The primary rocks, . . . I regard as the deposits of a period in which the earth's crust had sufficiently cooled down to permit the existence of a sea, with the necessary denuding agencies, - waves and currents, - and, in consequence, of deposition also; but in which the internal heat acted so near the surface, that whatever was deposited came, as a matter of course, to be metamorphosed into semi-plutonic forms, that retained only the stratification. I dare not speak of the period. We may imagine, however, a dark atmosphere of steam and vapour, which for age after conceals the face of the sun, and through which the light of moon or star never penetrates; oceans of thermal water heater in a thousand centres to the billing point; low, half-molten Islands, dim through the fog, and scarce more fixed than the waves themselves, that heave and tremble under the impulsions of the igneous agencies; roaring geysers, that ever and anon throw up their intermittent jets of boiling fluid, vapour, and thick steam, from these tremulous lands; and, in the dim outskirts of the scene, the red gleam of fire, shot forth from yawning cracks and deep chasms,and that bears aloft fragments of ashes. But should we continue to linger amid a scene so featureless(कुरूप) and wild, or venture adown some yawning opening into the abyss beneath, where all is fiery and yet dark, - a solitary hell, without suffering or sin, - we would do well to commit ourselves to the guidance of a living poet of the true faculty, - Thomas Aird and see with his eyes. Sketch Book of Popular Geology(1859),238-9.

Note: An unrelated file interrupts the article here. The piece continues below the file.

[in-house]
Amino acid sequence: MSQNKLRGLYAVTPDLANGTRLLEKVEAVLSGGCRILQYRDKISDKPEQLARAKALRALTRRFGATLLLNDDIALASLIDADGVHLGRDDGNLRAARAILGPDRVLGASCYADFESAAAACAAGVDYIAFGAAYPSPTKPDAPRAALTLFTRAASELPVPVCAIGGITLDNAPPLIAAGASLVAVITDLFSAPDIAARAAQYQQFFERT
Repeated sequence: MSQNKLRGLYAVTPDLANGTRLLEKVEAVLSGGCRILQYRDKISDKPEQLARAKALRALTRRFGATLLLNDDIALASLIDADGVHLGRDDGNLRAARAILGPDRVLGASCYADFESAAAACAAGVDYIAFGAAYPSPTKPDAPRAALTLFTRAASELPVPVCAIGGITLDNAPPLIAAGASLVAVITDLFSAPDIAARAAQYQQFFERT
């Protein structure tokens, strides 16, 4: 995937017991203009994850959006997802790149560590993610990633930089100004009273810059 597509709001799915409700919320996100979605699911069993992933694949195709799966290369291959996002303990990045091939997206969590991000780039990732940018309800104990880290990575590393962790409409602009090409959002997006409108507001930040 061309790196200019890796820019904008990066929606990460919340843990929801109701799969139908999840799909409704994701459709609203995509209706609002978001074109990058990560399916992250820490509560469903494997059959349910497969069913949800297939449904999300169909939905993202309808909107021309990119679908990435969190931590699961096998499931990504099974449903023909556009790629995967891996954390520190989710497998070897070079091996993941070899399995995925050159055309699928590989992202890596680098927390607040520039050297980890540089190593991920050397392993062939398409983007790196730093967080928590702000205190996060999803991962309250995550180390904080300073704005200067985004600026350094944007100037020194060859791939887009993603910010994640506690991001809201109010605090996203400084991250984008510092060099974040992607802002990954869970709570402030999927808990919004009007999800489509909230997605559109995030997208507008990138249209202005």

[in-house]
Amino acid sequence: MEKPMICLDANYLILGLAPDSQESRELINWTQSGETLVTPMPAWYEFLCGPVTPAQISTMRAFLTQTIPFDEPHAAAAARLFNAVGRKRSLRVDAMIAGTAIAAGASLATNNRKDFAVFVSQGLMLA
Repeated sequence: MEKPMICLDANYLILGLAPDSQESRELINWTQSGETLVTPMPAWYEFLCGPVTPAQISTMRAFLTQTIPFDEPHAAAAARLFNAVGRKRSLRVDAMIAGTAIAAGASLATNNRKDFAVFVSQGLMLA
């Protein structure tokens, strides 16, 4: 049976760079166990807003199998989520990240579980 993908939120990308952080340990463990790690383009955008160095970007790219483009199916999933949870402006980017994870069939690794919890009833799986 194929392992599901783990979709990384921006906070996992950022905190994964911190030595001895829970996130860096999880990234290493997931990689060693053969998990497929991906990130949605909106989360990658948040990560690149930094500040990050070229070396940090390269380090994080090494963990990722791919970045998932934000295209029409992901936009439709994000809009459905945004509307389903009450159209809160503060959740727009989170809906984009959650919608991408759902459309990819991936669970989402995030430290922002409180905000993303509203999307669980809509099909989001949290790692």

Hugh Miller 1802-56 British theologian and geologist